I am so proud of the CBS Television Network. There’s been a ridiculous furor over a planned Super Bowl ad featuring college football star Tim Tebow, funded by Focus on the Family. It recounts the story of Pam Tebow’s pregnancy in 1987. After getting sick, she ignored doctors’ recommendations to abort her fifth child, and gave birth to Tim Tebow, who went on to win the 2007 Heisman Trophy and guide the Florida Gators to two BCS championships.
This should be an inspirational story for women. Not according to NOW (the National Organization of “I don’t know what kind of” Women), NARAL, and other organizations which support women killing the babies in their bodies if they wanna. These “feminista” types generally call themselves “pro-choice.” Well, it looks like they’re not too happy about the promotion of women who don’t make the choice to kill their baby.
When a woman’s inspirational story of making the choice to avoid an abortion to take the risk of giving birth to her child becomes controversial in a culture, that culture has degraded to a horrible point. It is frightening to me that NOT killing the baby in your body is controversial, but killing the baby in your body is not controversial.
Here’s my idea: let’s make an ad for the “pro-killing baby” feminista types. Show a brief clip of the baby being macerated and then shift focus to a happy woman who’s celebrating that death and her resulting freedom.
Then let’s make an ad for a woman who doesn’t want her baby who goes to term and gives the baby to a stable family – a married mom and dad — for adoption, and shift focus to a happy woman who’s celebrating that life and her freedom.
Then, let’s vote.
Why don’t I like so-called “reality” or “actuality” TV shows? Because they’re mean.
They are intended to be mean, because “mean” is entertaining to some segments of the audience, and that scares me.
Throwing Christians to the lions and watching gladiators fight to the death used to be considered wonderful entertainment in ancient times. And while I’m not comparing actually killing someone with humiliating and demeaning them, there is a continuum here.
Christians and slaves didn’t volunteer to become fodder for death to those eating popcorn in the stands. The people on TV do volunteer to put themselves in situations which contribute to the demise of public taste, humane behavior, compassion and sensitivity. They humiliate themselves for attention and profit. That they volunteer for it doesn’t make doing it to them right. It just makes them terribly pathetic.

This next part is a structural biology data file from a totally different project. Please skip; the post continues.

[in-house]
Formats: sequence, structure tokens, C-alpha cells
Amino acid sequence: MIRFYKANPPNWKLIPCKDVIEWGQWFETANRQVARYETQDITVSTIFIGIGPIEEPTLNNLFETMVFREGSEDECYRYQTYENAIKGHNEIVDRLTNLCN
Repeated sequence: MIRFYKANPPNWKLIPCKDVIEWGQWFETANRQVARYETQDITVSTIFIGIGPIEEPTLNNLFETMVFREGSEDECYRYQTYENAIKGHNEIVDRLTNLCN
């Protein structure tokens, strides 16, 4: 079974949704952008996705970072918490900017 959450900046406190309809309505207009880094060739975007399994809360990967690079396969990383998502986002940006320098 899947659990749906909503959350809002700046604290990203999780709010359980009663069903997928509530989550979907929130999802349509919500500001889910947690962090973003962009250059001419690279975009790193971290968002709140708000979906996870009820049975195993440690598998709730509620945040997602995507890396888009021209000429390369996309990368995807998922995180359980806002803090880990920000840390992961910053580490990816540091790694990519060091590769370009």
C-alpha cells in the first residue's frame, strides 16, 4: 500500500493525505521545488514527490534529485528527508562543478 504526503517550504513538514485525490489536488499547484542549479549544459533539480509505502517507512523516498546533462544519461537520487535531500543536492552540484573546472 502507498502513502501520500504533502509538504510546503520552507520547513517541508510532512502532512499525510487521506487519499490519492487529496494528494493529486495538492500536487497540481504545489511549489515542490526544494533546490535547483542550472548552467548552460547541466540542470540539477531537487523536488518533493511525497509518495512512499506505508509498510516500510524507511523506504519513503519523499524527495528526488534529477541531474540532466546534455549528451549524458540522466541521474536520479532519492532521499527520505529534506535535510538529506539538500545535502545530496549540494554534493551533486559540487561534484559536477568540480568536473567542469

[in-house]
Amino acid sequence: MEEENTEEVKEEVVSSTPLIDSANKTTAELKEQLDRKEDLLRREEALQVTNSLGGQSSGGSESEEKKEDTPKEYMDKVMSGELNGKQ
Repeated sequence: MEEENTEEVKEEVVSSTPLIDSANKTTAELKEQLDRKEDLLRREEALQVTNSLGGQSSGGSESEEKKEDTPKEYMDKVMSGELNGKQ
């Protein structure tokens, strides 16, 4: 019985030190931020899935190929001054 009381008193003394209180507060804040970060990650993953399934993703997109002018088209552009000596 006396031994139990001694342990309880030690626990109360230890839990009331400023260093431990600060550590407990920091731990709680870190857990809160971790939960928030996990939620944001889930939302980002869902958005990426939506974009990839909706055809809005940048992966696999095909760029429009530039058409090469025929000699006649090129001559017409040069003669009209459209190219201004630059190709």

When people go on an “American Idol“-like program in the hopes of being discovered for their talents, a simple “winning” or “losing” seems sufficient to me. However, having judges who become popular by hurling horrendously insulting comments seems to be the real motivation for these programs. Hurting people in front of others is an egregious act. Televising it, or making money off of sponsors who support it, so that people at home can feel superior and powerful (because they’re not the ones being attacked) is purely disgusting.
These shows bring out the worst in people. Martians watching our entertainment media would probably choose not to come to our planet, or else just wipe us off the face of the galaxy, because of how humanity displays itself on television (much less the Internet and the United Nations).
No one is ashamed anymore. They pass it off as giving the audience what it wants. “It’s only TV,” or “it’s only a way to make a living,” they say.
When was the last time you took your kids to the airport and bought some candy and magazines? Did you notice what your kids see at their “short-eye-level” when you pay for your items? They see what they can also notice at many grocery store check-out lines and magazine racks: they see soft porn – half-naked, provocative photos of well-endowed men and women.